The Little Clay Cart, by Shudraka, tr. Arthur William Ryder, , at sacred-texts.com
[Enter, with a cloak in his hand, Maitreya.]
YOU must invite some other Brahman. I am busy." And yet I really ought to be seeking invitations from a stranger. Oh, what a wretched state of affairs! When good Chārudatta was still wealthy, I used to eat my fill of the most deliciously fragrant sweetmeats, prepared day and night with the greatest of care. I would sit at the door of the courtyard, where I was surrounded by hundreds of dishes, and there, like a painter with his paint-boxes, I would simply touch them with my fingers and thrust them aside. I would stand chewing my cud like a bull in the city market. And now he is so poor that I have to run here, there, and everywhere, and come home, like the pigeons, only to roost. Now here is this jasmine-scented cloak, which Chārudatta's good friend Jūrnavriddha has sent him. He bade me give it to Chārudatta, as soon as he had finished his devotions. So now I will look for Chārudatta. [He walks about and looks around him.] Chārudatta has finished his devotions, and here he comes with an offering for the divinities of the house.
[Enter Chārudatta as described, and Radanikā.]
Chārudatta. [Looking up and sighing wearily.]
[He walks about very slowly and seats himself.]
Maitreya. Chārudatta is here. I must go and speak to him. [Approaching.] My greetings to you. May happiness be yours.
Chārudatta. Ah, it is my constant friend Maitreya. You are very welcome, my friend. Pray be seated.
Maitreya. Thank you. [He seats himself.] Well, comrade, here is a jasmine-scented cloak which your good friend Jūrnavriddha has sent. He bade me give it you as soon as you had finished your devotions. [He presents the cloak. Chārudatta takes it and remains sunk in thought.] Well, what are you thinking about?
Chārudatta. My good friend,
Maitreya. Well, which would you rather, be dead or be poor?
Chārudatta. Ah, my friend,
Maitreya. My dear friend, be not thus cast down. Your wealth has been conveyed to them you love, and like the moon, after she has yielded her nectar to the gods, your waning fortunes win an added charm.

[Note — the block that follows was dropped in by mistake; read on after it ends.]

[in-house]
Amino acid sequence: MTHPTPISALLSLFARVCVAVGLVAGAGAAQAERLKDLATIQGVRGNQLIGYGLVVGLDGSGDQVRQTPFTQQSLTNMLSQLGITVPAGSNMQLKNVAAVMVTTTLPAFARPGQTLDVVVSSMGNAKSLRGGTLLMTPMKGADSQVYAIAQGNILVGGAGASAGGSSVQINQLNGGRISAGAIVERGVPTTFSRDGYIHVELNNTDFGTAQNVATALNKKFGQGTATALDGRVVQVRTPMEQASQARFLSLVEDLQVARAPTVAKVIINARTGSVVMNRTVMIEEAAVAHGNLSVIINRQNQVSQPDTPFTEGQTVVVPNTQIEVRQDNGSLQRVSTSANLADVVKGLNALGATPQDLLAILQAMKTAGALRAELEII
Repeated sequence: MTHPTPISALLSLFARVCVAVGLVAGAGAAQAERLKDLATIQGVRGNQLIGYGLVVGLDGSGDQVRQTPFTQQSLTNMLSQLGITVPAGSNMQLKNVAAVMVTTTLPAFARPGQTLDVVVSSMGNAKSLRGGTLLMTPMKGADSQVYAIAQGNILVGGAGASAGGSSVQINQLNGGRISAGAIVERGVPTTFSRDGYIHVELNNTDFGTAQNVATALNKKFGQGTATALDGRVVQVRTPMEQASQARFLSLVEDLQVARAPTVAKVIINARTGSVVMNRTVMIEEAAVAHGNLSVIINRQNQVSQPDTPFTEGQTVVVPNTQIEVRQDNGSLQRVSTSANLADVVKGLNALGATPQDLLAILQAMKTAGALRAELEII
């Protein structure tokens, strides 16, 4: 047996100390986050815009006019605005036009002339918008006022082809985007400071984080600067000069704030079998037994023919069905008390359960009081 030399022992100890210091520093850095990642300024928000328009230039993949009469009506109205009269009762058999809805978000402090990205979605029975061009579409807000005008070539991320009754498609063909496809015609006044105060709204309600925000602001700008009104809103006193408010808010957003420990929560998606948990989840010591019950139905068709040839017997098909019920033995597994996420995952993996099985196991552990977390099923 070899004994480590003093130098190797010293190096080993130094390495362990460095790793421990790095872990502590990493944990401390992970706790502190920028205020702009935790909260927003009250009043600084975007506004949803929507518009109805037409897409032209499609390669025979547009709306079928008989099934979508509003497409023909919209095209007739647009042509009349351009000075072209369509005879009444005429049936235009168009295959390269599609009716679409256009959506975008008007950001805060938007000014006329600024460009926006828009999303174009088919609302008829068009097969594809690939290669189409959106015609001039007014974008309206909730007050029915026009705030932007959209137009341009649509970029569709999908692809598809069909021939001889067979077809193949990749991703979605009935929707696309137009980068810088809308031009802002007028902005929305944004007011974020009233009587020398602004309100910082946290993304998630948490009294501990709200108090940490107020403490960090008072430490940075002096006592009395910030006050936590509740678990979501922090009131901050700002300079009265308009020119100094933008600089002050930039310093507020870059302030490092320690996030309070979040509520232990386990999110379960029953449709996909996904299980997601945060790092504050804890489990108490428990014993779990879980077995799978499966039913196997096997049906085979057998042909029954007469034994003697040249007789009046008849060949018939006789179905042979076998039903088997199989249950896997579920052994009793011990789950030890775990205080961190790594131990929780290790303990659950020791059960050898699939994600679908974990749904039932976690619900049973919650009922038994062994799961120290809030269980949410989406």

Chārudatta. Comrade, I do not grieve for my ruined fortunes. But
As flitting bees, the season oer,
Desert the elephant, whose store
Of ichor 1 spent, attracts no more.12
Maitreya. Oh, confound the money! It is a trifle not worth thinking about. It is like a cattle-boy in the woods afraid of wasps; it doesn't stay anywhere where it is used for food.
Chārud. Believe me, friend. My sorrow does not spring
Maitreya. But just remember what a trifle money is, after all, and be more cheerful.
Chārudatta. My friend, the poverty of a man is to him
Comrade, I have made my offering to the divinities of the house. Do you too go and offer sacrifice to the Divine Mothers at a place where four roads meet.
Chārudatta. Why not?
Maitreya. Because the gods are not gracious to you even when thus honored. So what is the use of worshiping?
Chārudatta. Not so, my friend, not so! This is the constant duty of a householder.
Why then do you hesitate? Go and offer sacrifice to the Mothers.
Maitreya. No, I'm not going. You must send somebody else. Anyway, everything seems to go wrong with me, poor Brahman that I am! It's like a reflection in a mirror; the right side becomes the left, and the left becomes the right. Besides, at this hour of the evening, people are abroad upon the king's highwaycourtezans, courtiers, servants, and royal favorites. They will take me now for fair prey, just as the black-snake out frog-hunting snaps up the mouse in his path. But what will you do sitting here?